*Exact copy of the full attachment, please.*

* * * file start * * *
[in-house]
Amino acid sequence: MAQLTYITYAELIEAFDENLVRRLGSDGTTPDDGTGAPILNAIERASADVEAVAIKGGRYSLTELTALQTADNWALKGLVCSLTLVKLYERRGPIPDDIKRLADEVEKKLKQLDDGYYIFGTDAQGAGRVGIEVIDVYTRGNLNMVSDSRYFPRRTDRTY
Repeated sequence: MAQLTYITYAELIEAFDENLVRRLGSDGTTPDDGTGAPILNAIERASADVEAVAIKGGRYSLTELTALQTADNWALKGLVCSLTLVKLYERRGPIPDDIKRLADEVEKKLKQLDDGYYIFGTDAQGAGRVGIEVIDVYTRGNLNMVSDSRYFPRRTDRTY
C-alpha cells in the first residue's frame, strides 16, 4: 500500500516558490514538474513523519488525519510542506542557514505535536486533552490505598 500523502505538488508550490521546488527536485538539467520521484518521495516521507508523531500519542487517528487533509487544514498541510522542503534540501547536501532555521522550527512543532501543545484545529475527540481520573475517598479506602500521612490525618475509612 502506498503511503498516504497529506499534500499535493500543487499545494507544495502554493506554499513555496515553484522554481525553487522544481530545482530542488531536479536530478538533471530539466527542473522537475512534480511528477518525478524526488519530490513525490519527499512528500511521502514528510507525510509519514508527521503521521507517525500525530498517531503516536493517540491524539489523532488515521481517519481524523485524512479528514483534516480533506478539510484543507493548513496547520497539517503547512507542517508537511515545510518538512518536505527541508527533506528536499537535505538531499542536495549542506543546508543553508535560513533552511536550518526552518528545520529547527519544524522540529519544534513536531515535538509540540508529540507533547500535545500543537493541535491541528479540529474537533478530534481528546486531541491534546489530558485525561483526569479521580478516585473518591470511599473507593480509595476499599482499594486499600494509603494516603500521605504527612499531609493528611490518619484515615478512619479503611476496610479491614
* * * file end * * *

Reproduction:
[in-house]
Amino acid sequence: MAQLTYITYAELIEAFDENLVRRLGSDGTTPDDGTGAPILNAIERASADVEAVAIKGGRYSLTELTALQTADNWALKGLVCSLTLVKLYERRGPIPDDIKRLADEVEKKLKQLDDGYYIFGTDAQGAGRVGIEVIDVYTRGNLNMVSDSRYFPRRTDRTY
Repeated sequence: MAQLTYITYAELIEAFDENLVRRLGSDGTTPDDGTGAPILNAIERASADVEAVAIKGGRYSLTELTALQTADNWALKGLVCSLTLVKLYERRGPIPDDIKRLADEVEKKLKQLDDGYYIFGTDAQGAGRVGIEVIDVYTRGNLNMVSDSRYFPRRTDRTY
C-alpha cells in the first residue's frame, strides 16, 4: 500500500516558490514538474513523519488525519510542506542557514505535536486533552490505598 500523502505538488508550490521546488527536485538539467520521484518521495516521507508523531500519542487517528487533509487544514498541510522542503534540501547536501532555521522550527512543532501543545484545529475527540481520573475517598479506602500521612490525618475509612 502506498503511503498516504497529506499534500499535493500543487499545494507544495502554493506554499513555496515553484522554481525553487522544481530545482530542488531536479536530478538533471530539466527542473522537475512534480511528477518525478524526488519530490513525490519527499512528500511521502514528510507525510509519514508527521503521521507517525500525530498517531503516536493517540491524539489523532488515521481517519481524523485524512479528514483534516480533506478539510484543507493548513496547520497539517503547512507542517508537511515545510518538512518536505527541508527533506528536499537535505538531499542536495549542506543546508543553508535560513533552511536550518526552518528545520529547527519544524522540529519544534513536531515535538509540540508529540507533547500535545500543537493541535491541528479540529474537533478530534481528546486531541491534546489530558485525561483526569479521580478516585473518591470511599473507593480509595476499599482499594486499600494509603494516603500521605504527612499531609493528611490518619484515615478512619479503611476496610479491614